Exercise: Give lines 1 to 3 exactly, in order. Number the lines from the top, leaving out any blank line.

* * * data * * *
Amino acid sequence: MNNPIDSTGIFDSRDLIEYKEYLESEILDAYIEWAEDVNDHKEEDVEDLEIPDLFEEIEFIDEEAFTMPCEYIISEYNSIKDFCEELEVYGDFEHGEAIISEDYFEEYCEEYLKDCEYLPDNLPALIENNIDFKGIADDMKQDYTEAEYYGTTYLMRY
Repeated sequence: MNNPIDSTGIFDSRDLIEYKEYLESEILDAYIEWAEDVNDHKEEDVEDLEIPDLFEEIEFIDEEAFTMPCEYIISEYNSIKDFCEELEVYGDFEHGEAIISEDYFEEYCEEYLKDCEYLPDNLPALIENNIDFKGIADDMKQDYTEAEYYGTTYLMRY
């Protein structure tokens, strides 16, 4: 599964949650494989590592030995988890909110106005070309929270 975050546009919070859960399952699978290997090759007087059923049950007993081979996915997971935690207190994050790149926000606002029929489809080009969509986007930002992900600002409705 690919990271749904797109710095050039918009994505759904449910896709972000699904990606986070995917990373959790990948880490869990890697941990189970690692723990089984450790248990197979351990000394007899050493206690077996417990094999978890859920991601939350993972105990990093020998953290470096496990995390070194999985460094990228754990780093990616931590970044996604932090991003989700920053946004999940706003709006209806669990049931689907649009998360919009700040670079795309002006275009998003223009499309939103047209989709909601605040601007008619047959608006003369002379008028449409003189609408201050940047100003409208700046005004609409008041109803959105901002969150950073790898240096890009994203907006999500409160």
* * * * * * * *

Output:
Amino acid sequence: MNNPIDSTGIFDSRDLIEYKEYLESEILDAYIEWAEDVNDHKEEDVEDLEIPDLFEEIEFIDEEAFTMPCEYIISEYNSIKDFCEELEVYGDFEHGEAIISEDYFEEYCEEYLKDCEYLPDNLPALIENNIDFKGIADDMKQDYTEAEYYGTTYLMRY
Repeated sequence: MNNPIDSTGIFDSRDLIEYKEYLESEILDAYIEWAEDVNDHKEEDVEDLEIPDLFEEIEFIDEEAFTMPCEYIISEYNSIKDFCEELEVYGDFEHGEAIISEDYFEEYCEEYLKDCEYLPDNLPALIENNIDFKGIADDMKQDYTEAEYYGTTYLMRY
């Protein structure tokens, strides 16, 4: 599964949650494989590592030995988890909110106005070309929270 975050546009919070859960399952699978290997090759007087059923049950007993081979996915997971935690207190994050790149926000606002029929489809080009969509986007930002992900600002409705 690919990271749904797109710095050039918009994505759904449910896709972000699904990606986070995917990373959790990948880490869990890697941990189970690692723990089984450790248990197979351990000394007899050493206690077996417990094999978890859920991601939350993972105990990093020998953290470096496990995390070194999985460094990228754990780093990616931590970044996604932090991003989700920053946004999940706003709006209806669990049931689907649009998360919009700040670079795309002006275009998003223009499309939103047209989709909601605040601007008619047959608006003369002379008028449409003189609408201050940047100003409208700046005004609409008041109803959105901002969150950073790898240096890009994203907006999500409160």